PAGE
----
Making Effective Referrals to Ophthalmologists: A Guide for Junior Doctors

Adam Hatoum

As a junior doctor, knowing how to make appropriate referrals to specialists is essential for ensuring optimal patient care. What can often seem like a daunting task can be made much simpler once broken down into pertinent information that should be communicated.

When it comes to eye-related concerns, referring patients to ophthalmologists requires attention   to detail and inclusion of crucial information. Here are some key points to consider when making a referral to an ophthalmologist:

Reason for referral and patient information:

As with any referral, start by clearly stating the reason. Whether it’s an acute condition, chronic eye problem, or the need for further evaluation of an ocular finding, providing a concise and accurate description of the patient’s eye condition is crucial.

Include basic patient details such as name, age, gender, and contact information. Additionally, mention any relevant medical history, medications, allergies, and past eye-related issues.

Ocular symptoms:

Document the patient’s symptoms in detail. For instance, note if they experience blurry vision, eye pain, redness, double vision, light sensitivity, or any other relevant issues.

External eye examination:

Comment on the appearance of the eye as you see it. To an experienced ophthalmologist, this will itself help them narrow down the likely diagnoses. Describe any swelling around the eye, is it medial or lateral? Does it involve the upper lid or lower lid? Is there any proptosis, or protrusion of the eye? What is the appearance of the conjunctiva? Is it red and angry, or white and quiet? If the patient presents with discharge, is it clear and runny, or thick and sticky?

In cases of trauma, it would be diligent to stain the eye using fluorescein (available in any Emergency Department) to assess for any corneal abrasions.

Pupillary reflex:

Firstly, comment on the size of the pupils and presence of anisocoria (difference in pupillary size), if so is this anisocoria more pronounced in dark or light conditions?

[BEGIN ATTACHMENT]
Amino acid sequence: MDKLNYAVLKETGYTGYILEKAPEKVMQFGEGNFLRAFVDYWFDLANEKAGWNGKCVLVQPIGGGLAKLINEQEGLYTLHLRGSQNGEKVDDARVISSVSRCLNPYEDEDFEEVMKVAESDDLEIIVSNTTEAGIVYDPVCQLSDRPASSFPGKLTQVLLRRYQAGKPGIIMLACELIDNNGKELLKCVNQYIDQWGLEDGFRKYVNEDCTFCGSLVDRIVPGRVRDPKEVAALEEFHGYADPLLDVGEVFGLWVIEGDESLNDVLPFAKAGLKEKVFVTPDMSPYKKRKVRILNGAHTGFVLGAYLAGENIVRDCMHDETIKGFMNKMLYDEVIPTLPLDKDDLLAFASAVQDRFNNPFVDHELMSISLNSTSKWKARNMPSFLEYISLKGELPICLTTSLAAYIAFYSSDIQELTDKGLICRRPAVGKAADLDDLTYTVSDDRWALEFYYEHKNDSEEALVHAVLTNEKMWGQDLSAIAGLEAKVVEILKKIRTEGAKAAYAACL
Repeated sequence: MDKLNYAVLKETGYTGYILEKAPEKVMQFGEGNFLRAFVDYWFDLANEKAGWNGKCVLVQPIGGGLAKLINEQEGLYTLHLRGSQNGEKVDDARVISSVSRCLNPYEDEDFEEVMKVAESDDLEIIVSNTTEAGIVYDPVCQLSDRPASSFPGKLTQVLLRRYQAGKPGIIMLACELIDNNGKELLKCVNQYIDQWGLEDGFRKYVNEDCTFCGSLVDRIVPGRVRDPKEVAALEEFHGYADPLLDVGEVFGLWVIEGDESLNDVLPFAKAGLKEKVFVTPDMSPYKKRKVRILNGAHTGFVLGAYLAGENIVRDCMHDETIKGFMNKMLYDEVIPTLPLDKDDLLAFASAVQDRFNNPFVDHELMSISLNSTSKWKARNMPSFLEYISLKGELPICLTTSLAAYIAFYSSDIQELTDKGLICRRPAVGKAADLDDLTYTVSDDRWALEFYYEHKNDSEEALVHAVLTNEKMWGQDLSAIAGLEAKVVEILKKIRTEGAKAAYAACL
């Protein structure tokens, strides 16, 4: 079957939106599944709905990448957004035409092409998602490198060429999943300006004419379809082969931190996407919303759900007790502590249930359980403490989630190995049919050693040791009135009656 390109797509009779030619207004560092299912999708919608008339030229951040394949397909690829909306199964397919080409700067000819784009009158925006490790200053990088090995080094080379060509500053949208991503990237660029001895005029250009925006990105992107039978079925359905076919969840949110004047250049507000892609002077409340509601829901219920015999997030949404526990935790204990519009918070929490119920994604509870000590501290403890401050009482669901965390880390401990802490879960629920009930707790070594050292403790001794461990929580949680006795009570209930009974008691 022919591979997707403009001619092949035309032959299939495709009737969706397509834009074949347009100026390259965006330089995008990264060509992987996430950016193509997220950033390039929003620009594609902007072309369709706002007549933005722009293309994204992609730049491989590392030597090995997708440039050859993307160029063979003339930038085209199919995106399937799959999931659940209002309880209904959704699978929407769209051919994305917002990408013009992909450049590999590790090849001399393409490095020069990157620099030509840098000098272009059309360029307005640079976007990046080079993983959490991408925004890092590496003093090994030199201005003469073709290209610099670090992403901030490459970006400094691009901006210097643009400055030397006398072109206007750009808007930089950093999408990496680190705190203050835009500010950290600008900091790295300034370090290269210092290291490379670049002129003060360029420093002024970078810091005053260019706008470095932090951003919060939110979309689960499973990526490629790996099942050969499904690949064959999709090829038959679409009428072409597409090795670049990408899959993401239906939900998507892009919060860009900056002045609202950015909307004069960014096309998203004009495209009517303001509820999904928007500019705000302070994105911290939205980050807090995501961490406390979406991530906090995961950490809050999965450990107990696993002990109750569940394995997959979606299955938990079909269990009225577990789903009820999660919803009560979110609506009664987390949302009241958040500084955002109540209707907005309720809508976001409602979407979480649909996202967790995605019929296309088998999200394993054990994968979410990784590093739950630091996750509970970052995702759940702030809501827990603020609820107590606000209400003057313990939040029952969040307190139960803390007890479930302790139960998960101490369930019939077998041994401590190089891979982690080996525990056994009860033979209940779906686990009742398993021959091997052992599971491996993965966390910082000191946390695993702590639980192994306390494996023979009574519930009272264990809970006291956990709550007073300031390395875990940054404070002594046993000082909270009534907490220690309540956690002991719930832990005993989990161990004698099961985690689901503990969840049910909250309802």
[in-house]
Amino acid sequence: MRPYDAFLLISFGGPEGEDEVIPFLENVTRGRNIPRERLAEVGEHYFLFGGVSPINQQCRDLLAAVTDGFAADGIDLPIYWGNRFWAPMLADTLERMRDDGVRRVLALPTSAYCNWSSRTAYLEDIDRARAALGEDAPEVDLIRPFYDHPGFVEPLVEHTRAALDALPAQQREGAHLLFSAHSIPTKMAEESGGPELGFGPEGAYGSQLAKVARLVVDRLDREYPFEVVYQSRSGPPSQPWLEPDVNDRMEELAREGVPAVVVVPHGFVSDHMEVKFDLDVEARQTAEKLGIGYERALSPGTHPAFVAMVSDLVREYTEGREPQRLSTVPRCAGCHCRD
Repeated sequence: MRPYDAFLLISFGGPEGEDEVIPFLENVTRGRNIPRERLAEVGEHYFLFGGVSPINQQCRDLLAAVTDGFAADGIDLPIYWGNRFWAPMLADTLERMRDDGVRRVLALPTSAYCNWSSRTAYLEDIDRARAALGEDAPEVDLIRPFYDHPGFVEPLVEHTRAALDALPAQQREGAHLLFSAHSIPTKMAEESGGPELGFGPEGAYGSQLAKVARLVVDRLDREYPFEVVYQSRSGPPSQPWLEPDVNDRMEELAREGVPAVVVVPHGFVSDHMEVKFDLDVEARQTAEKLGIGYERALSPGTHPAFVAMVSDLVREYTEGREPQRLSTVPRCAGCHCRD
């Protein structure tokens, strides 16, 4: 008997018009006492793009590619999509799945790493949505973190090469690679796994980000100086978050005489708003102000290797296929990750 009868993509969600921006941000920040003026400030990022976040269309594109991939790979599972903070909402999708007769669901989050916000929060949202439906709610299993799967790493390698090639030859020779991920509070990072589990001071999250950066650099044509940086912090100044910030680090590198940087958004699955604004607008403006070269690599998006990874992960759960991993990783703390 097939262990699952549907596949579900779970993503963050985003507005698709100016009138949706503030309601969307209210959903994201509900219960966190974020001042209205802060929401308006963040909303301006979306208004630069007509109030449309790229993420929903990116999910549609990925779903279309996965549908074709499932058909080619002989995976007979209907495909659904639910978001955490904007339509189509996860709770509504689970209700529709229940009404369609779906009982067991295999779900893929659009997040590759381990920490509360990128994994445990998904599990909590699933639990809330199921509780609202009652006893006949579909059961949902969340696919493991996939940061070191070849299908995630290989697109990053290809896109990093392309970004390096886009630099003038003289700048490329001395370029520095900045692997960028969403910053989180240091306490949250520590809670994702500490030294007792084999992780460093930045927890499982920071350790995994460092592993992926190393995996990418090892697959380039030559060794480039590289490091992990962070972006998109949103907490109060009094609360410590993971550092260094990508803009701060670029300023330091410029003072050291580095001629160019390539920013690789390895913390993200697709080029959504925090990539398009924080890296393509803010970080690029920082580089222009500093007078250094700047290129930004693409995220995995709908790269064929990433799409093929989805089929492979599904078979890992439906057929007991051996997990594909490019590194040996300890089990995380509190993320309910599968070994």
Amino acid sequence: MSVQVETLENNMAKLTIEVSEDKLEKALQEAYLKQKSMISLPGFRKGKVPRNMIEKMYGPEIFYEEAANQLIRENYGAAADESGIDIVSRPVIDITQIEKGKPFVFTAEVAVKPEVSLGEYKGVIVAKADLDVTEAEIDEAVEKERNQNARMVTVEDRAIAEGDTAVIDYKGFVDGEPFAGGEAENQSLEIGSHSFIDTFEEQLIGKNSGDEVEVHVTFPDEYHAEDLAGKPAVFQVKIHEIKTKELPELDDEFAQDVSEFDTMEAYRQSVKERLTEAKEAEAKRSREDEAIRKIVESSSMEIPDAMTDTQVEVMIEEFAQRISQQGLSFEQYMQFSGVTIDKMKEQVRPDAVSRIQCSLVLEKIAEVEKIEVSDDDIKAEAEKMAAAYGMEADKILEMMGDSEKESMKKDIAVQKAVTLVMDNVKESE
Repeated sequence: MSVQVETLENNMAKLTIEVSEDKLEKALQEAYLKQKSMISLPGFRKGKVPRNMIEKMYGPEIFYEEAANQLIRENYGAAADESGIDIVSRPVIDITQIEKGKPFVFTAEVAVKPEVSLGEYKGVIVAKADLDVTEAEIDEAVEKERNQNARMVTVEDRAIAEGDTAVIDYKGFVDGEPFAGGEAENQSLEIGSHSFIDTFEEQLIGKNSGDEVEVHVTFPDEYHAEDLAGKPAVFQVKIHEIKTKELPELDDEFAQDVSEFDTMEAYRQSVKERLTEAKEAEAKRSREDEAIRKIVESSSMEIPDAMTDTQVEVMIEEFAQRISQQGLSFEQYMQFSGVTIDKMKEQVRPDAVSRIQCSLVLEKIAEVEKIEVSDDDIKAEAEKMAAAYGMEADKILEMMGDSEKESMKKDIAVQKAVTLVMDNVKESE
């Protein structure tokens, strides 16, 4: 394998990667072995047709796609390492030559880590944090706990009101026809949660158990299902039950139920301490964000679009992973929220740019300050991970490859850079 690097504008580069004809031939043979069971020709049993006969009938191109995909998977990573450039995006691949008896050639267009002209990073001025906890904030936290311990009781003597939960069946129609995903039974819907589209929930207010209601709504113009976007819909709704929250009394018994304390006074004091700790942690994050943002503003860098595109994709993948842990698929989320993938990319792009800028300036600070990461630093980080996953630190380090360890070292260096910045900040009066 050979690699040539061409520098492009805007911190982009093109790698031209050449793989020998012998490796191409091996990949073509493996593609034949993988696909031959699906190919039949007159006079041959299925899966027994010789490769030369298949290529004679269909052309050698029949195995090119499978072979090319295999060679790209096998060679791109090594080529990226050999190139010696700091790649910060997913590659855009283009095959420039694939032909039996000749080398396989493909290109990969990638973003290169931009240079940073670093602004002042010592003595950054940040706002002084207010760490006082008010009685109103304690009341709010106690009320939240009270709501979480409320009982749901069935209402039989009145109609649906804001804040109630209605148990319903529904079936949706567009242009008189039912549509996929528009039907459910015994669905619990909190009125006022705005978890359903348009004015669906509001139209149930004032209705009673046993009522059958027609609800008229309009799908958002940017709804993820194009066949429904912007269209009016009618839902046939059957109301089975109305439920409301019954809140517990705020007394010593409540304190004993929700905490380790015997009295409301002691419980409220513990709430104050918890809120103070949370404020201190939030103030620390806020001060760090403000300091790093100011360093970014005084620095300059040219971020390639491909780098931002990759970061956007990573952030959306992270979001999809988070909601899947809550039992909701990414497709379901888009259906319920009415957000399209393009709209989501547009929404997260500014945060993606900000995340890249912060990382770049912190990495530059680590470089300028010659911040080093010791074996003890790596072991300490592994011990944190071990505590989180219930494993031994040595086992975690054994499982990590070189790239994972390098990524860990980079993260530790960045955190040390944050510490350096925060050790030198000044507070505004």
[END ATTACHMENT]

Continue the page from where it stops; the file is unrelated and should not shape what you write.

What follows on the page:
A pupillary reflex is essential to any eye examination, providing critical information into the neurological, ophthalmic, and autonomic function of the patient.

It is important to assess both the direct and consensual response, and to reflect on whether there is any RAPD (relevant afferent pupillary defect).

Visual acuity:

This is one of the most crucial pieces of information for an ophthalmologist. Include the patient’s best-corrected visual acuity for both eyes, using the Snellen chart or other relevant measurement tools. For example, record it as 20/20, 20/40, etc.

The ‘Eye Test Snellen Ishihara’ app can be accessed via any smartphone and provides an easy way for quick assessment in any setting, be it Emergency Department, General Practice, or inpatient ward. It also has the added benefit of Ishihara plates for colour-vision testing.

Visual fields:

If possible, provide information on the patient’s visual fields. This can be particularly helpful in cases of suspected glaucoma or neurological conditions affecting vision.

A formal visual fields assessment is often not accessible, but a gross assessment of confrontational visual fields is a technique that all doctors should be familiar with, as it forms part of the cranial nerve examination.

Eye movements:

Make an assessment of the eye movements and by extension, any extra-ocular muscle defects. If the patient complains of double vision, it is important to note in which direction the double vision   is maximal (up-gaze, down-gaze, left-gaze, right-gaze), as this will indicate the likely culprit muscle.

Intraocular pressure (iop):

If you have access to point-of care IOP measurement, include this in your referral, especially if the patient is being referred for glaucoma evaluation.

If the patient has a history of glaucoma, a look through their medical notes to find their most recent review and pressures would also be of value.

Fundus examination:

If you’ve conducted a fundus examination, share the findings. Mention any abnormalities in the optic nerve, retina, or blood vessels. This will be difficult without first dilating the pupil, the drops for which can be found in every Emergency Department.

Relevant test results:

If there are any recent pertinent test results, such as optical coherence tomography (OCT) scans or visual field tests, include them to aid the ophthalmologist in their assessment.


Indicate the level of urgency for the referral. If it’s an emergency, make sure to emphasize it to expedite the appointment.

Other considerations:

If there are any additional factors that may impact the referral, such as the patient’s mobility, special needs, or language barriers, mention them to ensure appropriate accommodation is made.

By following these guidelines, junior doctors can ensure that their referrals to ophthalmologists are comprehensive and effective, leading to better patient outcomes. Collaborating with specialists and providing them with the necessary information is vital in delivering top-quality eye care to patients.

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